Most cervical cancers are caused by strains of a sexually transmitted infection called the human papillomavirus or HPV. This group of viruses, which numbers over one hundred and fifty, is transmitted by intimate, skin-to-skin contact. In most cases, a woman’s immune system will kick in and take care of it before any harm occurs, but in other cases the cells eventually become cancerous. The current test that is used to discover cells that have potential to become (or have become) cancerous is the Pap Smear. Developed in the forties, its invention was a game changer and it has saved countless lives since it became the gold standard. Cells scraped from the cervix (entrance to the vagina) are tested to determine the presence of pre-cancerous or cancerous cells. Positive patient outcomes are increased when mutated cells are detected early.
The Pap Smear, as valuable as it is, is not failsafe. Many women who dutifully have annual Pap Smears may be surprised to learn that they can only detect about fifty percent of cervical pre-cancers. The HPV test is conducted in similar fashion, and can identify if a woman has been infected by the virus, but CANNOT predict the actual risk of developing cancer.
To that end, researchers at Queen Mary University in London have developed a new detection test that was one hundred percent accurate at finding eight invasive cervical cancers in a trial that screened 15,744 women. The study, which was published in The International Journal of Cancer in November, 2018 has tremendous potential to change the landscape when it comes to identifying cervical cancer.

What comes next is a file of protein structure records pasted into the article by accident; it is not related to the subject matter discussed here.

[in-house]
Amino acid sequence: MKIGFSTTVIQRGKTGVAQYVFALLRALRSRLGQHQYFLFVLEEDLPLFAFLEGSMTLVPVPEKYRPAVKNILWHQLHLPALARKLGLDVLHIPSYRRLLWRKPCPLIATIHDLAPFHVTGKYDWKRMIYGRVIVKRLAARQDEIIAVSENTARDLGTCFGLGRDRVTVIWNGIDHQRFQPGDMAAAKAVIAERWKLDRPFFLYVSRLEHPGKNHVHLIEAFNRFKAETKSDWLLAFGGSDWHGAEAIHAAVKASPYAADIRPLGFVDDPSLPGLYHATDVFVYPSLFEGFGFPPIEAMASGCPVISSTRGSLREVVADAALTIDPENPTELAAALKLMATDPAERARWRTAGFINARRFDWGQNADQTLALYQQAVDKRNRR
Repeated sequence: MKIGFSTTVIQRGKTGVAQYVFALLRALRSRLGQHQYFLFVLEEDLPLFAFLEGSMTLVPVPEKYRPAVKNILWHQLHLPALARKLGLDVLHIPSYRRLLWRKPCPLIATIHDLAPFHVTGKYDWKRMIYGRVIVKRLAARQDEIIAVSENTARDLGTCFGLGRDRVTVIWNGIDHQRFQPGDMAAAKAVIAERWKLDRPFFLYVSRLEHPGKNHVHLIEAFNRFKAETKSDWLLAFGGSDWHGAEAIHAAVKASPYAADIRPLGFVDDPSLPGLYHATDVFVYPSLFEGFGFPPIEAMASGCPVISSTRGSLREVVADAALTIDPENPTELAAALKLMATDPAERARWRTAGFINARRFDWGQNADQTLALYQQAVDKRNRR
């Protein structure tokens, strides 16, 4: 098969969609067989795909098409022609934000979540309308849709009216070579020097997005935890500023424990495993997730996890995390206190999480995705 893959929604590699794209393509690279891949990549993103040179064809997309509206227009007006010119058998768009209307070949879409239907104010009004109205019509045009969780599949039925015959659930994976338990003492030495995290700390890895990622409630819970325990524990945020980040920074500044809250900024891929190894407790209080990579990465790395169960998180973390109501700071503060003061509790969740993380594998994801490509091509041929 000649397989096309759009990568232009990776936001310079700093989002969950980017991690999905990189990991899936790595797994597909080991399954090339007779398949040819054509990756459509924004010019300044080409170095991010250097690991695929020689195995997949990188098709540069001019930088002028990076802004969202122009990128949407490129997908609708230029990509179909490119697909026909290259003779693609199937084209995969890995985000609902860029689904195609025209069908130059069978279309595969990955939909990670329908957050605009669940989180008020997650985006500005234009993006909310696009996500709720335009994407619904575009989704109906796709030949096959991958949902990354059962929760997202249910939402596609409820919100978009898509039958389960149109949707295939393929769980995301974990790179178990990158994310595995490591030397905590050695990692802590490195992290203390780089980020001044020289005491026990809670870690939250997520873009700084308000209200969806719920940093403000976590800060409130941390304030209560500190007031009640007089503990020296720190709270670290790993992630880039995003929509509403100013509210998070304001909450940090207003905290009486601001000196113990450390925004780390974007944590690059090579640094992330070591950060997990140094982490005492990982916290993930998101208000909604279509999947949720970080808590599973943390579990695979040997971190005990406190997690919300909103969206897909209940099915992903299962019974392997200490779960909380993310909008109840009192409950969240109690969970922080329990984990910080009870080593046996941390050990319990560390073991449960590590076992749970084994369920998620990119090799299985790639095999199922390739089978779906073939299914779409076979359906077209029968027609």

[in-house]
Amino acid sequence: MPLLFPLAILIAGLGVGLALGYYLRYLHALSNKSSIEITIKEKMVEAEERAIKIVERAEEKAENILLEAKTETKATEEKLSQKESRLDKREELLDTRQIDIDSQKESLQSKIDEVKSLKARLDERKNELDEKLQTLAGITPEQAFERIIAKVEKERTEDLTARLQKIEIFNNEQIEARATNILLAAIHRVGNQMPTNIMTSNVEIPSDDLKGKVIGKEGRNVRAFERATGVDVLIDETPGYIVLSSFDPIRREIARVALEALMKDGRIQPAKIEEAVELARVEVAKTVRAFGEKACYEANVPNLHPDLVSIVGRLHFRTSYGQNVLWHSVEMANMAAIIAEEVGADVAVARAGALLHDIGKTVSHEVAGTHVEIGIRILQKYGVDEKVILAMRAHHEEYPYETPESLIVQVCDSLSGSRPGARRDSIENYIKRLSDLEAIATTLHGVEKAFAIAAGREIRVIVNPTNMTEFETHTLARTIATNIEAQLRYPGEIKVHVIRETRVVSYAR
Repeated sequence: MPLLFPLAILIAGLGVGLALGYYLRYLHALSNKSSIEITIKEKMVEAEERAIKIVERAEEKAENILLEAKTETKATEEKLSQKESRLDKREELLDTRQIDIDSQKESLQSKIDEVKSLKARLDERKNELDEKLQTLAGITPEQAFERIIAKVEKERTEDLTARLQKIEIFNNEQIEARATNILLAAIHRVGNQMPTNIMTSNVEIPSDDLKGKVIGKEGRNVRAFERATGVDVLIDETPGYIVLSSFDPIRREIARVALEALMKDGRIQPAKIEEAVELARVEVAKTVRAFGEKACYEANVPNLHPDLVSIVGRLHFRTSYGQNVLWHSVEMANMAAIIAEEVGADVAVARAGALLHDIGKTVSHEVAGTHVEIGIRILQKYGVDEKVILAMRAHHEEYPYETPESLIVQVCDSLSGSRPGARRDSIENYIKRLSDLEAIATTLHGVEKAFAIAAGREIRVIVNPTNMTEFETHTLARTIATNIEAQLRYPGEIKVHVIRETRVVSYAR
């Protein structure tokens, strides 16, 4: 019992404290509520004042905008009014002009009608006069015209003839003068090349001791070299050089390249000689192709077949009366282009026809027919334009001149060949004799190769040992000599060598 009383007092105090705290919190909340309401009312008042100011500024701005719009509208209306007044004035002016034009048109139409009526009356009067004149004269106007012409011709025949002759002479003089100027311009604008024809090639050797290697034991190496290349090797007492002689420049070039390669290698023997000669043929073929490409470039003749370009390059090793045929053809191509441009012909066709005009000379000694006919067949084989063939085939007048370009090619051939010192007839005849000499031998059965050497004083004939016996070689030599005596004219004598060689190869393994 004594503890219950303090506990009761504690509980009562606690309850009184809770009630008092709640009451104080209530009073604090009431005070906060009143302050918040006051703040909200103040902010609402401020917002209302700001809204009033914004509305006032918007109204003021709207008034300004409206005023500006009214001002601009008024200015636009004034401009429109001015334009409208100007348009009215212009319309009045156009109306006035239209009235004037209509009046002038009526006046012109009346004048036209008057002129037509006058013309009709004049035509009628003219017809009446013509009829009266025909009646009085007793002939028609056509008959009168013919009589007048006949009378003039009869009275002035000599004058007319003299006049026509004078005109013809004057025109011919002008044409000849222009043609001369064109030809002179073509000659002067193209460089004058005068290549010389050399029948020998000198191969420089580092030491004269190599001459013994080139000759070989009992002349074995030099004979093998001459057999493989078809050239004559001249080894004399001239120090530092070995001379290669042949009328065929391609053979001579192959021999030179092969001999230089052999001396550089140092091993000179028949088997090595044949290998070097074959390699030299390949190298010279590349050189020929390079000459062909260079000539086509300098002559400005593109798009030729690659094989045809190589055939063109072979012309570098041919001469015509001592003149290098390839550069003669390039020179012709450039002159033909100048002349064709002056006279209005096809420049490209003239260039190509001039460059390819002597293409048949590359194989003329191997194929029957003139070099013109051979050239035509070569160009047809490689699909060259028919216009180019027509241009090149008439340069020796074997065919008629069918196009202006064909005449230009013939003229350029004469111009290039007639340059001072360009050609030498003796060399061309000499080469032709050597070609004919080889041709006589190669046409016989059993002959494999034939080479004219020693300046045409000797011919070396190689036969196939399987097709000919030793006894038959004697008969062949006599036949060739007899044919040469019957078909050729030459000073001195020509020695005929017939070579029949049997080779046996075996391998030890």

The test looks for changes in the epigenetic profile, which is made up of naturally occurring chemical markers that appear on top of the DNA.
What does that mean?
Epigenetics is the study of the biological mechanisms that switch genes on and off. As the fetus develops, epigenetics is what determines a cell’s specialization (ie: what kind of cell it will become). Environmental influences are also at play as they can cause chemical modifications that determine whether a gene is expressed or silenced.
When the researchers examined the subjects’ epigenetic profiles, not only were they able to detect chemical changes that were indicative of cancer, they were accurate at predicting which patients would go on to develop cancer over the next five years! This included adenocarcinoma, which is a notoriously difficult cancer to detect. Needless to say, the implications of these results are extremely promising, and shed light on how cancers can be shaped by epigenetics. The test outperformed both the Pap Smear and the HPV test, and researchers believe that it could eventually revolutionize the screening process at a greatly reduced cost.
Lead researcher, Professor Attila Lorincz says that, “we are seeing more and more evidence that it is, in fact, epigenetics, and not DNA mutations, that drives a whole range of early cancers including cervical, anal, oropharyngeal, colon and prostate.”